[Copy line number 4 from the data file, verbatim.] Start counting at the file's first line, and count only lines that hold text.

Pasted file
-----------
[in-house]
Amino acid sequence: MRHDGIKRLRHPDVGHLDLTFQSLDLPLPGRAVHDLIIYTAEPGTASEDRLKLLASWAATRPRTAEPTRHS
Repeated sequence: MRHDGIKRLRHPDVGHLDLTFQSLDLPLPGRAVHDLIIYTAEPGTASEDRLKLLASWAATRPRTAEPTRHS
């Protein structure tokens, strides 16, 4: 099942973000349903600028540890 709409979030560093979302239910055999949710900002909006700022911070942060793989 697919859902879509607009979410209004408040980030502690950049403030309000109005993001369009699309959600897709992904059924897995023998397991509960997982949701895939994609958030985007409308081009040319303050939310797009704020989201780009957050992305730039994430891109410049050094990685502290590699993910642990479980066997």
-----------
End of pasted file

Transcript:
């Protein structure tokens, strides 16, 4: 099942973000349903600028540890 709409979030560093979302239910055999949710900002909006700022911070942060793989 697919859902879509607009979410209004408040980030502690950049403030309000109005993001369009699309959600897709992904059924897995023998397991509960997982949701895939994609958030985007409308081009040319303050939310797009704020989201780009957050992305730039994430891109410049050094990685502290590699993910642990479980066997």